Dialogues on the Hindu Philosophy, Comprising the Nyaya, the Sankhya, the Vedant; To Which Is Added a Discussion of the Authority of the Vedas
This historic book may have numerous typos and missing text. Purchasers can usually download a free scanned copy of the original book (without typos) from the publisher. Not indexed. Not illustrated. 1903 edition. Excerpt: ...as ourselves, only they do not boldly avow it. The Vedantists evade the real question by saying that God SANKHYA PLEADINGS. 193 creates the world in connection with amldyd, (ignorance or delusion). They thus support their system by actually attributing ignorance and delusion to the creator of the universe. They virtually deny-supreme intelligence to the creator. Such is the theism of our opponents before whom Kapila's teaching must dwindle into a n'ir1s'wa.ra system! I doubt whether any one can have the boldness to say that avtdyli. or a principle of ignorance, is a more intelligent cause than prakriti or inanimate nature. S'ankare.charya's wonder at the idea of inanimate nature producing such a harmonious world ill consorts with his own doctrine that the same world was created by ignorance or want of deliberation. I-Ie that can believe that a principle of ignorance could project a plan of the universe before us, need not look aghast at the idea of an unintelligent principle performing the same exploit. "S'ankara is as confident that Brahma or the spirit is mlrgzma, or destitute of affections, as Kapila that' the Purusha is m's.sanga or free from attachments. Kapila carries out his principle and maintains that the soul without attachments cannot be a creator, having no motive for any action. The Vedantist endeavours to reconcile opposite principles by maintaining that the nirguna Spirit. also independent of motives, creates the universe in association with avidya or ignorance. "But the most unaccountable flight of Vedantic imagination is in the saying that Brahma or the spirit is not really associated with delusion--that it is through avidya or delusion that delusion is attributed...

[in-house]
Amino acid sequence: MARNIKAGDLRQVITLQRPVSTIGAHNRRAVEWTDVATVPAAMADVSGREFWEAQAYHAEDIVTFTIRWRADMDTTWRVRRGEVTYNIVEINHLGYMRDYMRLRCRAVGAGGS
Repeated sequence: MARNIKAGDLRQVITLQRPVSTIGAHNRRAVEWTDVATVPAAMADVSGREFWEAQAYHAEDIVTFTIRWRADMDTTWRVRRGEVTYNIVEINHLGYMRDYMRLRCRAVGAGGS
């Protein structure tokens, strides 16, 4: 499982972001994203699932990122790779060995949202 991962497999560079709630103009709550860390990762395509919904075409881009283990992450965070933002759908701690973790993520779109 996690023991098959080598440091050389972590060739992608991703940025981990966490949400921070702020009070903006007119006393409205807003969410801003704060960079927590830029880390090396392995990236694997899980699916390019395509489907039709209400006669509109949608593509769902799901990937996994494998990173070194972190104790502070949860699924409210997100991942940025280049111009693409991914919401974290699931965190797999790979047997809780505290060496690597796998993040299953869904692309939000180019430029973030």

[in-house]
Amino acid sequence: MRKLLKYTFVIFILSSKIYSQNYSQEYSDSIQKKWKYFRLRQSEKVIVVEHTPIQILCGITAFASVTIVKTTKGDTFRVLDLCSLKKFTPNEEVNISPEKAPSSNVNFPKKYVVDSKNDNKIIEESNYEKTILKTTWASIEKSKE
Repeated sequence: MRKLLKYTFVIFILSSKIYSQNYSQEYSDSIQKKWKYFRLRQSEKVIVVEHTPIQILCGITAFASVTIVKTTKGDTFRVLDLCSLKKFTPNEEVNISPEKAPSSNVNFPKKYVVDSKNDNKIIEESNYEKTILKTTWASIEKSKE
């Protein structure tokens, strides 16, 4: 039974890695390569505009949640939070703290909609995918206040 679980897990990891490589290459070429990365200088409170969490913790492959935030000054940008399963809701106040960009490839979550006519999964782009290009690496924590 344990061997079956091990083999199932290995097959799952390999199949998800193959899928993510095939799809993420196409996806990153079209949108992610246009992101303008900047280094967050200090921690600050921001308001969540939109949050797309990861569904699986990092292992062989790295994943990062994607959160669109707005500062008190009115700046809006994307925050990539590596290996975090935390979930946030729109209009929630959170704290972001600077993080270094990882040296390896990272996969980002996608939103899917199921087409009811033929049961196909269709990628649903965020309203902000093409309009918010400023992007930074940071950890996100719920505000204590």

- 189 x 246 x 8mm | 268g
- 13 Sep 2013
- Illustrations, black and white